The growing market of skin bleaching products in India earns the industry more than $400 million annually according to an article by The Huffington Post. Despite the obvious favoritism for light colored skin in her home country, Mishra gained influence from television shows in which a girl that looked more like her was fawned over by men. Bollywood showed Mishra that Asians are beautiful as well, she said.

Even with this step forward, the actors and actresses were still much whiter than the average Indian citizen, and these eurocentric values guided viewers to see which Asians were considered pretty. In 2006, however, Mishra moved from the whitewashing of television in her own country to the reality of the white United States, with 77 percent of the total population being Caucasian, reported the United States Census.

“When I was [in Nepal], I’m actually like a pretty light-skinned Nepali person, so people used to compliment me a lot on that. That was something I actually took a lot of pride in,” Mishra said. “[When I came to the United States] I was obviously a lot darker than everyone else. All the pretty girls were the ones with blonde hair and light skin. And I wasn’t that, so I tried to hide the fact that I was Asian.”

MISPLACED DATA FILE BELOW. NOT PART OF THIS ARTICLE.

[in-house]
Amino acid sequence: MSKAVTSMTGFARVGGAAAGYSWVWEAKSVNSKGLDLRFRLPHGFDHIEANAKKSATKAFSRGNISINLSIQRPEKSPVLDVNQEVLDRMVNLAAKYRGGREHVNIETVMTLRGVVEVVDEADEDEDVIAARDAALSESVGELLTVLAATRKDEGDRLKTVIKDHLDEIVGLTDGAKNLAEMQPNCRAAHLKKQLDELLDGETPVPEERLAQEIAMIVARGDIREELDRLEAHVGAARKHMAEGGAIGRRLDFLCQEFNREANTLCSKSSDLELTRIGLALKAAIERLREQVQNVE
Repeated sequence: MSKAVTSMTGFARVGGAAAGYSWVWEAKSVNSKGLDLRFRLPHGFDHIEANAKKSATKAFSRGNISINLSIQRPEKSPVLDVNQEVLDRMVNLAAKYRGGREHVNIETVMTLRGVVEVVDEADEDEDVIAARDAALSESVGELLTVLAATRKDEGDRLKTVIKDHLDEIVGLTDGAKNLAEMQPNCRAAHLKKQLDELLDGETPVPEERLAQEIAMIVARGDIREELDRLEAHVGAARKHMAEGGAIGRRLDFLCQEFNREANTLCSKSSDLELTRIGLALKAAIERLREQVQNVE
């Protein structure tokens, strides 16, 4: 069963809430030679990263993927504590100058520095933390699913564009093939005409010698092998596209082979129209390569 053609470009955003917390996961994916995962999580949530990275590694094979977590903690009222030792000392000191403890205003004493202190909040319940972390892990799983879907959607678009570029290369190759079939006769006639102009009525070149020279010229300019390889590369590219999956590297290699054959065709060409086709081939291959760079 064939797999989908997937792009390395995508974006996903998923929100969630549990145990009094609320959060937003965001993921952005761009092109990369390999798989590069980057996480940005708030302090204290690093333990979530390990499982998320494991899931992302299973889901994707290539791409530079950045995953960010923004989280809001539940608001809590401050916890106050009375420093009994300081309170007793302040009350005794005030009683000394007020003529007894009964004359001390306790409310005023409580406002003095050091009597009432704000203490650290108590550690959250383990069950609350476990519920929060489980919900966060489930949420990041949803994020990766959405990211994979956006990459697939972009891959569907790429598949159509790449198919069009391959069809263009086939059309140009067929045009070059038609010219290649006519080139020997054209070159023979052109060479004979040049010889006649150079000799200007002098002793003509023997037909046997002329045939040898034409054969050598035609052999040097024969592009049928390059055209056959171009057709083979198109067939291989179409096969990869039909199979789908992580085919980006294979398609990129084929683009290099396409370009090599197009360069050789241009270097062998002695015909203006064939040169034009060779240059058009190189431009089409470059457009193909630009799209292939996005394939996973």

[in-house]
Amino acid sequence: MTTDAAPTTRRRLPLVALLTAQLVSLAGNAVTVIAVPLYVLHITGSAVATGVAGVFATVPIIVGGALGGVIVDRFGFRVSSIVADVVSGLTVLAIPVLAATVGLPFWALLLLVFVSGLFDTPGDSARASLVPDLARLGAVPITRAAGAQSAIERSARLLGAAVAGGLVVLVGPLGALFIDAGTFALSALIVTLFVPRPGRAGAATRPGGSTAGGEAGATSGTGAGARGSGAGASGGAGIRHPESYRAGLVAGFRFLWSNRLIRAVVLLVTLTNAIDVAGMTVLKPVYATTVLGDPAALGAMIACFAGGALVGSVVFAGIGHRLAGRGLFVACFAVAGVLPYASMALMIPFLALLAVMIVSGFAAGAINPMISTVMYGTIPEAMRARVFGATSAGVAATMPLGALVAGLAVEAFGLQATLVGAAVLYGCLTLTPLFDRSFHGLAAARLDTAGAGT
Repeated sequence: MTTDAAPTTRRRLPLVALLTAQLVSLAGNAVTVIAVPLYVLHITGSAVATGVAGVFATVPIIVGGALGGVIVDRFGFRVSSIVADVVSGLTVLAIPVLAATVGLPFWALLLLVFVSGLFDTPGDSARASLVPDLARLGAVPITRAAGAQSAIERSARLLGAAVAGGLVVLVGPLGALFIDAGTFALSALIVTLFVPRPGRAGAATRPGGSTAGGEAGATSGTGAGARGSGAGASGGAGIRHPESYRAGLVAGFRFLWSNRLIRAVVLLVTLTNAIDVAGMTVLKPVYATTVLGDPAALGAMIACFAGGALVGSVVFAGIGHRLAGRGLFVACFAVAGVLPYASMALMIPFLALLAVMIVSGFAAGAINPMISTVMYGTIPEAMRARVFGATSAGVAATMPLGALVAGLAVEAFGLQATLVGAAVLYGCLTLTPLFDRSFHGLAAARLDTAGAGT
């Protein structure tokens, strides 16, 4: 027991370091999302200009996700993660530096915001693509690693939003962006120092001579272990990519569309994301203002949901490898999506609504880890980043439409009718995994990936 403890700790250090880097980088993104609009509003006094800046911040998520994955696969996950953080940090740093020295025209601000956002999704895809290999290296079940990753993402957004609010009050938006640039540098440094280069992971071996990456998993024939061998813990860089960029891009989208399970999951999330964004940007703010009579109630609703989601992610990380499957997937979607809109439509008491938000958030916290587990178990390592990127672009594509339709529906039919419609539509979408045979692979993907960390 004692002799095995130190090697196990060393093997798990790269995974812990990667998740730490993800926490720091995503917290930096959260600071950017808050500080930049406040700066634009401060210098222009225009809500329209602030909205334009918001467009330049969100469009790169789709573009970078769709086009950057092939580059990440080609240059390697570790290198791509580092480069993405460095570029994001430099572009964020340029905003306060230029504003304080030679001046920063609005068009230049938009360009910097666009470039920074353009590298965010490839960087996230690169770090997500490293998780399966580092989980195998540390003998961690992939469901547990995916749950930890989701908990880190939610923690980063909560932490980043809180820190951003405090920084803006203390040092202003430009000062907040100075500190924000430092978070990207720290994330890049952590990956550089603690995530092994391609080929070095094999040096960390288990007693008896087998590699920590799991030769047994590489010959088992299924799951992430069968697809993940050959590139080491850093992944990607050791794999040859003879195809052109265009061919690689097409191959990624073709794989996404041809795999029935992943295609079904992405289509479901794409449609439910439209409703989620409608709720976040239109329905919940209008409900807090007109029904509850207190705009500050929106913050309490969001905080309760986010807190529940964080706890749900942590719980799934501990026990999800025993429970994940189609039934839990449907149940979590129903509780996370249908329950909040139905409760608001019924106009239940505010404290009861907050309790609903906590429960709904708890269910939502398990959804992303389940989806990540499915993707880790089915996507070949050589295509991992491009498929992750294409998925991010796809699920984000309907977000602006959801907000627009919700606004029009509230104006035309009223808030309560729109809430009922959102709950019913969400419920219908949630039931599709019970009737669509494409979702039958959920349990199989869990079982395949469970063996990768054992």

For years, Mishra pushed against her own culture. She wouldn’t talk about her home country and didn’t correct people when they assumed she was native Indian.

Art by Moy Zhong

Media, journalism and film professor Dr. Timothy White at Missouri State University recognized Mishra’s feelings of exclusion based on the cultural norm. When people don’t ‘fit in’ with everyone else, he said, they feel a strong need to minimize those differences.

As a child, even bringing lunch from my own culture kind of like, terrified me because I was so afraid of people judging me because I didn’t have like, Mac and Cheese or PB&J,” – Sarvika Mahto, junior

“Outside of the U.S., in many of the nations that are former colonies of Western powers, there has been a feeling among some that the dominant culture is ‘better’,” Dr. White said. “The fact that teachers in these nations have often been trained in schools run by, or at least influenced by, the colonizers has tended to perpetuate this belief; however, ethnic pride has been growing both here and abroad, and these cultures are beginning to value their own traditions and cultures.”